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Gem Hoahing

tennis player
Full name: Gem Cynthia Hoahing
Nickname: Little Gem, Little Poker face, The Mighty Atom
Alias: Ho A Hing
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Bio Her father, Benjamin Hunter Hoahing, was a businessman while her mother, Singha (Susan) Ho A Shoo, who came from a wealthy Chinese family in British Guyana. Hoahing’s mother studied medicine in Edinburgh and Dublin and became a Fellow of the Royal College of Surgeons in the late 1920s.

The family had British passports and settled in London. Hoahings lived in Twickenham at Neville House, a substantial Georgian home. The large garden had a fruit orchard and a tennis court, on which her mother taught her to play tennis . The Chinese ambassador was a frequent visitor at the garden parties held at Neville House through the summer.

Hoahing soon emerged as one of Britain’s most promising juniors. When she was 12 years old she played at the West Twickenham LTC and made a trip to the French Riviera for the first time where she played in a number of handicap tournaments. At age 14 she won the under 16 singles title at the Queen's Club Championships.

Hoahing won the junior singles Championship of Great Britain and of France in 1936. She was the singles runner-up at the 1938 South of France Championships, held at the Nice Club, losing the final in straight sets to Gracyn Wheeler. Hoahing, then 17 years old, had defeated Simonne Mathieu in the quarterfinal, who was at the time the No. 5 ranked player in the world and had won the previous three editions of the tournament.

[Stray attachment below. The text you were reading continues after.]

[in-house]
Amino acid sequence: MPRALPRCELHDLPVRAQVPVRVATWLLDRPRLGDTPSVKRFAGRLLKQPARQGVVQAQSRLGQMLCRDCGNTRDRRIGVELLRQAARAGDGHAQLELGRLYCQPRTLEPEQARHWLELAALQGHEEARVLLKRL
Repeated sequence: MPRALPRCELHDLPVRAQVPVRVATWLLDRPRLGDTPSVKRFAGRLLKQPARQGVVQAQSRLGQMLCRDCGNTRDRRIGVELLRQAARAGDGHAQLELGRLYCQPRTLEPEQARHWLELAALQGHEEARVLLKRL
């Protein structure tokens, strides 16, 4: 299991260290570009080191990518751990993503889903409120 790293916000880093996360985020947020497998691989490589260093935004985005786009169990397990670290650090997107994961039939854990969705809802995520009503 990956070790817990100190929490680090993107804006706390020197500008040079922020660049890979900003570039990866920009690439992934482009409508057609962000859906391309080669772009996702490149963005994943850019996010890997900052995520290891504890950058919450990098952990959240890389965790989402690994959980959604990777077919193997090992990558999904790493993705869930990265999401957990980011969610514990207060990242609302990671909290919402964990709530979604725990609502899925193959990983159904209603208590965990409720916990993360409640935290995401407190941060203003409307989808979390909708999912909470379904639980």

Between 1937 and 1961 she competed in 19 Wimbledon Championships. In 1936 she was refused entry to the tournament because of her young age. Starting around that time she was coached for some years by Dan Maskell. Her best singles result at Wimbledon was reaching the fourth round in 1949 and 1957. In 1949, she defeated fourth-seeded Gussie Moran in the third round and in 1957 first-seeded and eventual champion Althea Gibson proved too strong. In 1952, she was a runner up to Betsy Abbas at the All England Plate, a competition held at the Wimbledon Championships for players who were defeated in the first or second rounds of the singles competition.

In July 1946 she won the first edition of th Welsh Championships after World War II, beating Joy Hibbert in the final. Hoahing won the singles title at the British Covered Court Championships, held at the Queen's Club, in 1948 after a three-sets win in the final against compatriot Joan Curry.She added the singles title at the North of England Championships in Scarborough to her palmares in August 1949, her third consecutive title at the event.That year she also won the singles title at the Scottish Championships. In 1950, she defeated Mary Terán de Weiss in the final to become the South of England Championships singles champion. The previous year she had also reached the final but lost to compatriot Jean Walker-Smith.

Hoahing made her last appearance at The Championships in the Ladies’ Doubles in 1961 at the age of 40.

Hoahing continued to play tennis into her eighties, often at charity events and with some celebrated doubles partners. “The ‘Four Musketeers’ [Jean Borotra, Jacques Brugnon, Henri Cochet and Rene Lacoste] were all good friends of Gem’s,” Mimi Chan Choong said. “And whenever the king of Norway was here he always wanted Gem as his partner.”
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